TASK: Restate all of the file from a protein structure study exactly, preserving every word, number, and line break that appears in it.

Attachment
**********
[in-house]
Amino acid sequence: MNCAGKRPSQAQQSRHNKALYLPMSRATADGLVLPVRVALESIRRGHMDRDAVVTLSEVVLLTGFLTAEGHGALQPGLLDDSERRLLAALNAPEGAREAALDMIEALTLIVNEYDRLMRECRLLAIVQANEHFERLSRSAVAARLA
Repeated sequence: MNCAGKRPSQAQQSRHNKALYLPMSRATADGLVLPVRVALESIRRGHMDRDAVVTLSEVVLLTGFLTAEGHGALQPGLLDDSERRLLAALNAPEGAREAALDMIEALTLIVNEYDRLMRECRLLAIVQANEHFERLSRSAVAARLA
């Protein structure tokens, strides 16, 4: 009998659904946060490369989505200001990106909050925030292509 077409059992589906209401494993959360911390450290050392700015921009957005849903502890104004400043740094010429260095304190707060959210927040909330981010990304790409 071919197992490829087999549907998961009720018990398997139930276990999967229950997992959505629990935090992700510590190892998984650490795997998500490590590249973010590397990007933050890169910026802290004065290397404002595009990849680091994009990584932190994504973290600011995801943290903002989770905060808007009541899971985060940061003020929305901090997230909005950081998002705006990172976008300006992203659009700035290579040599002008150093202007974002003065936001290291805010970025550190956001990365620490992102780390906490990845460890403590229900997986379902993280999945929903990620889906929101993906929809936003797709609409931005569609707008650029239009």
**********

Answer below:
[in-house]
Amino acid sequence: MNCAGKRPSQAQQSRHNKALYLPMSRATADGLVLPVRVALESIRRGHMDRDAVVTLSEVVLLTGFLTAEGHGALQPGLLDDSERRLLAALNAPEGAREAALDMIEALTLIVNEYDRLMRECRLLAIVQANEHFERLSRSAVAARLA
Repeated sequence: MNCAGKRPSQAQQSRHNKALYLPMSRATADGLVLPVRVALESIRRGHMDRDAVVTLSEVVLLTGFLTAEGHGALQPGLLDDSERRLLAALNAPEGAREAALDMIEALTLIVNEYDRLMRECRLLAIVQANEHFERLSRSAVAARLA
């Protein structure tokens, strides 16, 4: 009998659904946060490369989505200001990106909050925030292509 077409059992589906209401494993959360911390450290050392700015921009957005849903502890104004400043740094010429260095304190707060959210927040909330981010990304790409 071919197992490829087999549907998961009720018990398997139930276990999967229950997992959505629990935090992700510590190892998984650490795997998500490590590249973010590397990007933050890169910026802290004065290397404002595009990849680091994009990584932190994504973290600011995801943290903002989770905060808007009541899971985060940061003020929305901090997230909005950081998002705006990172976008300006992203659009700035290579040599002008150093202007974002003065936001290291805010970025550190956001990365620490992102780390906490990845460890403590229900997986379902993280999945929903990620889906929101993906929809936003797709609409931005569609707008650029239009």